Millennial weddings defy disruption

The wedding-industrial complex is not easily toppled.


I’m getting married in June. My budget — including food, venue, decorations, dress and a few other miscellaneous items — clocks in at a mere $1,500.

But my wedding, the cost anyway, is the exception to the rule.

The average nuptials in Oregon last year cost $29,122, according to Value Penguin. There were 26,787 weddings last year in Oregon, making the wedding industry worth more than $780 million.

At first glance, these numbers don’t come as a surprise. Our parents and grandparents spent tens of thousands of dollars on traditional church weddings, the hotel reception and all the trappings.

But we’re the millennial generation (I myself am 25). We're supposed to overturn tradition. But apparently not, at least when it comes to the money we shell out for that one special day.

To be sure: startups like Vow to Be Chic now allow bridesmaids to rent their dresses, and bridal gowns are found at a discount thanks to businesses like Brides for a Cause.

But for the most part, the traditional wedding industrial complex is going strong — in fact, the cost of the average wedding has actually gone up. The number of guests has declined so people are paying more per guest than they used to.

Some of the millennial value system is trickling down to the nuptial exchange. Couples are seeking edgier, urban venues like warehouses (as opposed to churches and hotel ballrooms). Instead of catered buffets, we're going for the local cool restaurant to dish up.

Plus: the millennial wedding is often a curated experience designed as much for the guests as the betrothed. That inclusivity permeates not just the reception, but the ceremony as well. 

“People are going more toward the interactive,” when it comes to the ceremony and reception, says Chelsea Forcum, co-owner of CK Wedding & Event Design.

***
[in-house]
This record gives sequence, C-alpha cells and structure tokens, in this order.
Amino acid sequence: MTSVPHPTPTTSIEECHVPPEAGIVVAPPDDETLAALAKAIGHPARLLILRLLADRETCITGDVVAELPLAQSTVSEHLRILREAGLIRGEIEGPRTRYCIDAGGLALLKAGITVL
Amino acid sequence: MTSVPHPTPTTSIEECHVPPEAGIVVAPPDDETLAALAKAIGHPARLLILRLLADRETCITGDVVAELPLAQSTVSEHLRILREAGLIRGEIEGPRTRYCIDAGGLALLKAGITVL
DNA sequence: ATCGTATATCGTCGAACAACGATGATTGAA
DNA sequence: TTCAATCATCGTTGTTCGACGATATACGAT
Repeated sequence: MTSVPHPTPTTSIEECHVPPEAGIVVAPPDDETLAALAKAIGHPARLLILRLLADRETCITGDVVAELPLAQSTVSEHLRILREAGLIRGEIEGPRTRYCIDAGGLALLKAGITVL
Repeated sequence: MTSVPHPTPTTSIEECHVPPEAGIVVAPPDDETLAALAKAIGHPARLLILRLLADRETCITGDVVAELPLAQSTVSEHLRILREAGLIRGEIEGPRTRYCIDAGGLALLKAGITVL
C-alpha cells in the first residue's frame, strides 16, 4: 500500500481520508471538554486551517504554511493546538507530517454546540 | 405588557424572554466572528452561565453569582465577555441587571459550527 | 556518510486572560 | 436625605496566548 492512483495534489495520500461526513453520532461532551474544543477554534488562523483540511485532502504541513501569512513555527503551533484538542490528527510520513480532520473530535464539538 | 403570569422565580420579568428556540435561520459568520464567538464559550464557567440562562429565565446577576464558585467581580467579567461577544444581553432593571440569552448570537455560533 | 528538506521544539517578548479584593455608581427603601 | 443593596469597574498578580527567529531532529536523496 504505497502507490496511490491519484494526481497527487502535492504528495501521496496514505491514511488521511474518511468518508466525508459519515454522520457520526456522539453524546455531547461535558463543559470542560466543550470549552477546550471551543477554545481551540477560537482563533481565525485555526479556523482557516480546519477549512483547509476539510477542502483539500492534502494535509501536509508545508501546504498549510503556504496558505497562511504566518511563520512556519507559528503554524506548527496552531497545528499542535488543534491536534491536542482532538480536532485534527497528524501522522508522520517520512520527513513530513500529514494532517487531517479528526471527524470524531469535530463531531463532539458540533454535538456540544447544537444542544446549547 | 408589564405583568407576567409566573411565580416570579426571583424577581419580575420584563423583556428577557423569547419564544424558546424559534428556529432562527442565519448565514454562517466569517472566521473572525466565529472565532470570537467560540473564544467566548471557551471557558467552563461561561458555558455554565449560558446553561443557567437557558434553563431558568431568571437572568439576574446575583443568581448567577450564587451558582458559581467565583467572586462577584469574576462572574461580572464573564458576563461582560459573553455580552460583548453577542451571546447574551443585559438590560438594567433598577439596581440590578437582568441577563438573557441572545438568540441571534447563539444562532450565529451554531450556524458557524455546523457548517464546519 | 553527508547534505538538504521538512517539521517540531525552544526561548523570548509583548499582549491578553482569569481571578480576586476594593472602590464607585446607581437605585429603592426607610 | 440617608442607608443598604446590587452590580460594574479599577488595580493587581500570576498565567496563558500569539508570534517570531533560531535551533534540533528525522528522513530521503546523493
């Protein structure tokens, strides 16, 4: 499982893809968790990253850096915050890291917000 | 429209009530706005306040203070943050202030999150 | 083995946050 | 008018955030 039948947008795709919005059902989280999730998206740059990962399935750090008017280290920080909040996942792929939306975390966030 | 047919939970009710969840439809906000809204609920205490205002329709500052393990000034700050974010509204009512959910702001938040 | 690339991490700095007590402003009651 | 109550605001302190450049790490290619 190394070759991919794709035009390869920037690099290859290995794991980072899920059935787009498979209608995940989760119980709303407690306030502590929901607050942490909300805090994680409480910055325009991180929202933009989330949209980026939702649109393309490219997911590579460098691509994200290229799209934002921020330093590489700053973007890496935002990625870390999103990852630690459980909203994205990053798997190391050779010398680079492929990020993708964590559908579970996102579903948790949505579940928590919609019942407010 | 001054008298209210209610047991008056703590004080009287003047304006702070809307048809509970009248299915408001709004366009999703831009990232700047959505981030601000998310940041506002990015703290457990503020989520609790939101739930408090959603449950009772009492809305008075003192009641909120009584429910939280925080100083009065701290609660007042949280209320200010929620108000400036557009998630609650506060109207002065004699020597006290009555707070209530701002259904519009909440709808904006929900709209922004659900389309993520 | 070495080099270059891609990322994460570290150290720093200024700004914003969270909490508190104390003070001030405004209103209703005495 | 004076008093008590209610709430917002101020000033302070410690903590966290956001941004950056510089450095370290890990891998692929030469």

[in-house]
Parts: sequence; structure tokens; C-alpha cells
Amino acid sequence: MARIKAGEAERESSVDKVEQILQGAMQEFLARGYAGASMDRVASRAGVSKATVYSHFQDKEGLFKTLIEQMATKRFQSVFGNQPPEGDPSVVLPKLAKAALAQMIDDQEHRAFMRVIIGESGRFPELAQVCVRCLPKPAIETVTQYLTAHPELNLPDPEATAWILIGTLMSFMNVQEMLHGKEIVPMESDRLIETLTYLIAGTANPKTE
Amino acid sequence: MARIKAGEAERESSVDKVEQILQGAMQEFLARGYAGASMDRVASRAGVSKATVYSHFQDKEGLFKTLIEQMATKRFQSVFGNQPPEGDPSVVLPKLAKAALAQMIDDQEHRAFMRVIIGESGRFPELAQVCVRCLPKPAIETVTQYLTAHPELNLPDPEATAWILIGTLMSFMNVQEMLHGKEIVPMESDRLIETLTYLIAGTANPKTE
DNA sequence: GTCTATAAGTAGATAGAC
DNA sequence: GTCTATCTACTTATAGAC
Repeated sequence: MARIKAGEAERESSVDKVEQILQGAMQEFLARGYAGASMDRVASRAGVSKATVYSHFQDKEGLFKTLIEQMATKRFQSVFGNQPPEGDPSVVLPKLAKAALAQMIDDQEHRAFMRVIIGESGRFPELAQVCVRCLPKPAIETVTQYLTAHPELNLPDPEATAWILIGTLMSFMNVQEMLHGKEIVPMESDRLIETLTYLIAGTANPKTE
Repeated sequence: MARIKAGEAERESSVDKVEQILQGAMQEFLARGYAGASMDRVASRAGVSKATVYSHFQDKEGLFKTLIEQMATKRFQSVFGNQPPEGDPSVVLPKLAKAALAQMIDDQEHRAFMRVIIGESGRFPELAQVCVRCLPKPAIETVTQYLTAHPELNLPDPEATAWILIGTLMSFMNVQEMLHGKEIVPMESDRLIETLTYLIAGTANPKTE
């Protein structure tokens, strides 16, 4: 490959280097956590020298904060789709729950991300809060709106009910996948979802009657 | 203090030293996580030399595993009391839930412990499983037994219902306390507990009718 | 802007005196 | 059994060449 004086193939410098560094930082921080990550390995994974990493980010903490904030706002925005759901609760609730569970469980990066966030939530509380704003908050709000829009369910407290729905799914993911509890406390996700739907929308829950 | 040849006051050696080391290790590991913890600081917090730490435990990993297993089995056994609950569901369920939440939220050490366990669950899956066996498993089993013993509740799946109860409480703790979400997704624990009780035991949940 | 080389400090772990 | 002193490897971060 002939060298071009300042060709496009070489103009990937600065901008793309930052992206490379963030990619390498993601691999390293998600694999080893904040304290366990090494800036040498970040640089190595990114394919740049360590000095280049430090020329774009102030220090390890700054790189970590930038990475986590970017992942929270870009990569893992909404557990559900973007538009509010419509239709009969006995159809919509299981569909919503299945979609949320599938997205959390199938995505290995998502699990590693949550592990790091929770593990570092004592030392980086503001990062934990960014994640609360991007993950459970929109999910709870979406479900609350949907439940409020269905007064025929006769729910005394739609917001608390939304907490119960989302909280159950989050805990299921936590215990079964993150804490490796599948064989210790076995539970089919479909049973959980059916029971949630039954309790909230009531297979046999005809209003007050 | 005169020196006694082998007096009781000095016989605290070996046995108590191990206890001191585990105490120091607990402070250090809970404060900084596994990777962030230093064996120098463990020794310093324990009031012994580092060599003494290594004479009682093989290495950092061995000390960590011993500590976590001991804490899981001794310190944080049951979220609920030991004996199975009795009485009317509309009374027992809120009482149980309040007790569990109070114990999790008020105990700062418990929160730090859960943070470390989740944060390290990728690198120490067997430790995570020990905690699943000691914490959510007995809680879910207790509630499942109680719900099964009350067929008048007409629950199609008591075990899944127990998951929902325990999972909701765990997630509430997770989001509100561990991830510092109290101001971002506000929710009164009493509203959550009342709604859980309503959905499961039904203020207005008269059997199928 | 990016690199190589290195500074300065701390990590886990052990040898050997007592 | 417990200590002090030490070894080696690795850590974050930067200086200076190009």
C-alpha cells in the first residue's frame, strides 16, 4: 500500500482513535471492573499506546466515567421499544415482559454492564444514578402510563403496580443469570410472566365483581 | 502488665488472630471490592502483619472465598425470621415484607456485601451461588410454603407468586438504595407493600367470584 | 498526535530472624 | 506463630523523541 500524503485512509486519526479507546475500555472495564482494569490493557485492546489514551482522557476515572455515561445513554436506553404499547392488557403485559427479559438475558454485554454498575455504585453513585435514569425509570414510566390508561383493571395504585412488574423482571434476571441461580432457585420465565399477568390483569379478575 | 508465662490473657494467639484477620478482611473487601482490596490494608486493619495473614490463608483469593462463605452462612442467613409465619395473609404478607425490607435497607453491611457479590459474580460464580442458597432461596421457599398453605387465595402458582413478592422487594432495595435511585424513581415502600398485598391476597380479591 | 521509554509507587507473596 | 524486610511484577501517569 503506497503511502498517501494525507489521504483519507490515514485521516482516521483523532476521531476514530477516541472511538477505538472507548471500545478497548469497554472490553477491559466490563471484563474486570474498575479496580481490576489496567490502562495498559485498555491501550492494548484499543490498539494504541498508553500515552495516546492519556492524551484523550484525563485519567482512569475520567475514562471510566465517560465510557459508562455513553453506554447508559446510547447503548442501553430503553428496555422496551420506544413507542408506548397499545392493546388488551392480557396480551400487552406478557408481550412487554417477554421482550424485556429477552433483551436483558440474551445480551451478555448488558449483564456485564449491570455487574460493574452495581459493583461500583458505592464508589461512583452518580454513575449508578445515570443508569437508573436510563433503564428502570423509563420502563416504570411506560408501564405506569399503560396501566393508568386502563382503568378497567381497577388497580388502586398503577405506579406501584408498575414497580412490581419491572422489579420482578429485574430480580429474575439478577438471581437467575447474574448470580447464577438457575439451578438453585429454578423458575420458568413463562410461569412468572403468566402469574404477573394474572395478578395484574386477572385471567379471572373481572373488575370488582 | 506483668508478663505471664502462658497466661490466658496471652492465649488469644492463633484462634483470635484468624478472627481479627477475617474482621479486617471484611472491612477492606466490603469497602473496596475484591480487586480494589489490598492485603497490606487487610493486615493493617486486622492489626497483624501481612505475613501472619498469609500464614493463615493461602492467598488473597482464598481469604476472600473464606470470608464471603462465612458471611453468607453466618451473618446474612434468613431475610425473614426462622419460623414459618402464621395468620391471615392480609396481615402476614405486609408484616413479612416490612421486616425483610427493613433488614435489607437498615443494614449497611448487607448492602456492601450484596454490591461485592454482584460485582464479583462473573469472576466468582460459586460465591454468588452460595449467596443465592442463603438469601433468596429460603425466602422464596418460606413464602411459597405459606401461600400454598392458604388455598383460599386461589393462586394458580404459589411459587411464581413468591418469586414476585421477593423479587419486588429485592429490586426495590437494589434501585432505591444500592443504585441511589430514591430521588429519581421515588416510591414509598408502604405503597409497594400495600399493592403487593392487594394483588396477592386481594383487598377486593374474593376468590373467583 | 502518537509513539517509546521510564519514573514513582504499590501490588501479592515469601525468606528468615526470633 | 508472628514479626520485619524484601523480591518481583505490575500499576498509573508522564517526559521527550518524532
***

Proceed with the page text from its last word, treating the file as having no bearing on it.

Venues are also changing. As the population urbanizes, so are the places where young people want to get married. In Portland, everyone wants a downtown vibe, Forcum says. Spaces like the Ecotrust rooftop and the Armory top the most wanted list. Couples are looking for a blank slate to decorate in a way that suits their individual preferences.

Weddings like these aren’t cheap, however. And the price tags on these warehouses go up each year.

“Which is not a good thing for people getting married," says Kayla McCaul, the K in CK Weddings. "But for the industry as a whole is something you want.” 

More than the venue is changing. Cindy Rosen, of Encore Events, says clients consider wedding planning a lesson in partnership. Couples are equally invested in the planning process, which is a far cry from tradition.

“They sit down and figure out what are the key things most import to them as a couple and they put the emphasis on that,” she says. This could mean spending extra on locally curated dinner and a late-night food cart, or devoting a large chunk of the budget to entertainment.

This brings us back to the million-dollar issue: weddings and how much they cost. The average price tag is $30,000. For CK and Rosen, who have clients who work in high tech, healthcare and other professional services, it’s even higher — around $40,000 or $50,000. 

So where does that leave me? My fiance and I don't want to spend three times the cost of my car on a wedding. Here's our quick hit budget for 100 guests: We're getting married in Laurelhurst Park ($400 for permit and noise variance), dinner will be catered by La Bonita ($400) and the dress is handmade by an Etsy shop ($200).

The price point is low, but we are confident the experience will be top notch.

But clearly, weddings are a tradition not easily undermined. Sharing economy businesses are rewriting the rules of so many legacy industries — for weddings, not so much.

Katy Sword

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